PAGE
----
This suggestion requires those judges who will choose "supernumerary" status to notify the government well ahead of the time when they can do so, and it does entail additional short term costs to government to make such appointments. However, its strength is that it creates an additional supply of judges on a short term basis, and it does not require a permanent addition to the number of federally appointed judges allocated to the province of Ontario.

It is a suggestion which, in our view, is particularly apt to alleviate the immediate pressures caused by the inordinate backlogs currently clogging the civil justice system in the Province.

To take one example only, there will be 6 judges in the East Region entitled to elect supernumerary status over the next 3 years. Ottawa is a centre where backlog pressures are particularly intense. If anticipatory appointments were to be made in that Region, there would be three additional judges who could be assigned to deal with backlog cases.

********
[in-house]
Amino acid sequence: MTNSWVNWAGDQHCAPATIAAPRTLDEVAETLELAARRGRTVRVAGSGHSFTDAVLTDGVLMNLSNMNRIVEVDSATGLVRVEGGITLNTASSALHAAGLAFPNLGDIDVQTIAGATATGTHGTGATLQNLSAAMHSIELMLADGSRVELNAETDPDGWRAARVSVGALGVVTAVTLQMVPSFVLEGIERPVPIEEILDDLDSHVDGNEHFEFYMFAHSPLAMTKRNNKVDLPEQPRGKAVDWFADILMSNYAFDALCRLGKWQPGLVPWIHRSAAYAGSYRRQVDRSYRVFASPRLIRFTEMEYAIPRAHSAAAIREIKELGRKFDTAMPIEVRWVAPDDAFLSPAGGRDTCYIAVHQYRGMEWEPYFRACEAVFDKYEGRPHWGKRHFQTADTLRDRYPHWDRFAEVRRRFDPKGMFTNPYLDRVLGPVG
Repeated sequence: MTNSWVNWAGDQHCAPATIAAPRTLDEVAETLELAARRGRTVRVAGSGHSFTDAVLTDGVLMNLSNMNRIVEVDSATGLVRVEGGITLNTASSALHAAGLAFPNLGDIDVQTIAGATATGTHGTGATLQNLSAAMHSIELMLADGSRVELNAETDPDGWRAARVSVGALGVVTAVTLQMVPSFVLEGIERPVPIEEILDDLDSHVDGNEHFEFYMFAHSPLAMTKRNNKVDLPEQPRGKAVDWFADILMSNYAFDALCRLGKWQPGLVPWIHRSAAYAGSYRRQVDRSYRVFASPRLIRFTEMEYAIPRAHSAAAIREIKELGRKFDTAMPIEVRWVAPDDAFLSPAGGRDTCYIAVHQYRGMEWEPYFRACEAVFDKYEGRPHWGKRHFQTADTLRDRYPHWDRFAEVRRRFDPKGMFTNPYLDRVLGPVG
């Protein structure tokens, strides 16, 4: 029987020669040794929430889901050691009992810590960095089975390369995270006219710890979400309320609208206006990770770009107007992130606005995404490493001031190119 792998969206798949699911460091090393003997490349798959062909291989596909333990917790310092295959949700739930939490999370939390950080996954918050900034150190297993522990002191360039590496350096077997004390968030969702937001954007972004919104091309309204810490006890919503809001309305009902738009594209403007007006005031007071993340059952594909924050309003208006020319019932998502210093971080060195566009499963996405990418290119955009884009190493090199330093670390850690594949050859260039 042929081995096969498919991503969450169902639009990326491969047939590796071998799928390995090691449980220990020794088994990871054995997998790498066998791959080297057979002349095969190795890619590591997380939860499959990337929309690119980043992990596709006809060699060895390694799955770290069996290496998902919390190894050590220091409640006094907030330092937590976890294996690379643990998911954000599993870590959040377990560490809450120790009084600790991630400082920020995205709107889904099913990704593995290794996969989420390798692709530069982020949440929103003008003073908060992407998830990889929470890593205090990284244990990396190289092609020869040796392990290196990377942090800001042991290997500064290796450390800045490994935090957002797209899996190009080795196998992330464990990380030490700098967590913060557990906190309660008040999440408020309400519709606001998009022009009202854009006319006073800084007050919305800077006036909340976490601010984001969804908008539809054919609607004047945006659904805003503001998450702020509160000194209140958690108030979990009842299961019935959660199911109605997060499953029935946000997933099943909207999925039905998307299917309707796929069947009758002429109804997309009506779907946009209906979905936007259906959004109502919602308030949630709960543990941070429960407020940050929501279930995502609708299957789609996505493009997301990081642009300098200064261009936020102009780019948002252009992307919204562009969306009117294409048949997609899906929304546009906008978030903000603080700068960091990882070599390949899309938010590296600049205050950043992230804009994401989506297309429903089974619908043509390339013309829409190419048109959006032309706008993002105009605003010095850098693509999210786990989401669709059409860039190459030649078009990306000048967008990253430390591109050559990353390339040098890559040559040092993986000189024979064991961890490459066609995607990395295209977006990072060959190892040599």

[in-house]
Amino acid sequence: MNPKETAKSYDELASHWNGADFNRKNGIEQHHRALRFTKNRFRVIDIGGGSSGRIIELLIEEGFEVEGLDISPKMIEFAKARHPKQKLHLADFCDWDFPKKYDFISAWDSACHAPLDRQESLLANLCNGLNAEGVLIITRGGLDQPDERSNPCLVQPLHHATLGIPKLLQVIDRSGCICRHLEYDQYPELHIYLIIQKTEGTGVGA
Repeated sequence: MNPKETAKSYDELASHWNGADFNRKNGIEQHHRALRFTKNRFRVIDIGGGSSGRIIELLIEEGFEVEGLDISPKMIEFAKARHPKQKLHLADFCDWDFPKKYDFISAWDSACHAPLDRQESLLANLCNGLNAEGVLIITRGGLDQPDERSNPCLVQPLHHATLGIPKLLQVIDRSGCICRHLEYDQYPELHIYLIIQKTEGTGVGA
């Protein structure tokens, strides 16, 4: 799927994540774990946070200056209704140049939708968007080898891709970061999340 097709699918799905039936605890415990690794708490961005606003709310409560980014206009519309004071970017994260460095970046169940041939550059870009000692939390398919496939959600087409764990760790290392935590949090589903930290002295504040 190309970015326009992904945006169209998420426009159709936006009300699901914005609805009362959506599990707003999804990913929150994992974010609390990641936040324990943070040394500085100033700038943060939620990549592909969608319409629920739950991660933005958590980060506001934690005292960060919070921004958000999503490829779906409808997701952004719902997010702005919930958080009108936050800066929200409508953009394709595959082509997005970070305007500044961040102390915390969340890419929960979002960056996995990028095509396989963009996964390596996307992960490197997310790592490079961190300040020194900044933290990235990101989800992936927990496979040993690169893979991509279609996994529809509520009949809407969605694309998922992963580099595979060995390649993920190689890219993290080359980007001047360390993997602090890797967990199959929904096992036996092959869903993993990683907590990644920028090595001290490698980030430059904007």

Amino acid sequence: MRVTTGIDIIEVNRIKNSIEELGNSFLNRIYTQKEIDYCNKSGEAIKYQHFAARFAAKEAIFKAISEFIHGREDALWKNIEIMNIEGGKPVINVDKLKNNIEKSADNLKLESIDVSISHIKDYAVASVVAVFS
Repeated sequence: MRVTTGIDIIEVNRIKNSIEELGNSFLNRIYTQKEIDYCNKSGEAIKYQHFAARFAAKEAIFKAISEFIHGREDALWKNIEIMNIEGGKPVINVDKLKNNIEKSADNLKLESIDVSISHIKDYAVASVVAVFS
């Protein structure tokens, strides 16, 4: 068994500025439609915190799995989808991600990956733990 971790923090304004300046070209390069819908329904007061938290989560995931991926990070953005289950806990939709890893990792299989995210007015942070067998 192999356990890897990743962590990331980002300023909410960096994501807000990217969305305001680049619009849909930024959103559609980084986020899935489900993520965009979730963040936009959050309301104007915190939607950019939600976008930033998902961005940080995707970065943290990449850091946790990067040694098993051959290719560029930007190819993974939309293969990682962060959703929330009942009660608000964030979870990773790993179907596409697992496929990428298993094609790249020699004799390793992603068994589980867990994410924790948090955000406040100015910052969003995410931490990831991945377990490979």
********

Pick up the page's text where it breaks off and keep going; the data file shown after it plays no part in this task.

While such a measure would require additional immediate expenditures by government, it would save money in the long run. The backlog, and all of the direct and indirect costs and strains which are embedded in it, would be eliminated. Furthermore, it would be eliminated without the need to draw judicial resources away from other civil matters or from criminal matters. In this latter regard, we note the reappearance of signs that the criminal lists in some quarters are beginning to approach pre-Askov levels. Should this possibility become a reality there will be pressure to transfer judicial resources from the civil side to the criminal side, a re-allocation of resources which can only make the already grave condition of the civil justice system even worse. On the other hand, if no such re-allocation is made, criminal cases will be stayed. There will be a public outcry at this. New additional permanent judges would have to be appointed, at great long term cost to governments.

RECOMMENDATION: We therefore recommend that the Federal Government consider the making of "anticipatory appointments" as a method of increasing temporarily the judicial resources available, in order to create a pool of additional judges for attacking the backlog problems across the province.


[45] Report of the Advocates' Society Civil Litigation Task Force Subcommittees for Central West and East Regions. October 1994.

[46] Court Statistics Annual Report, 1993-1994, Ministry of the Attorney General, Program Development Branch.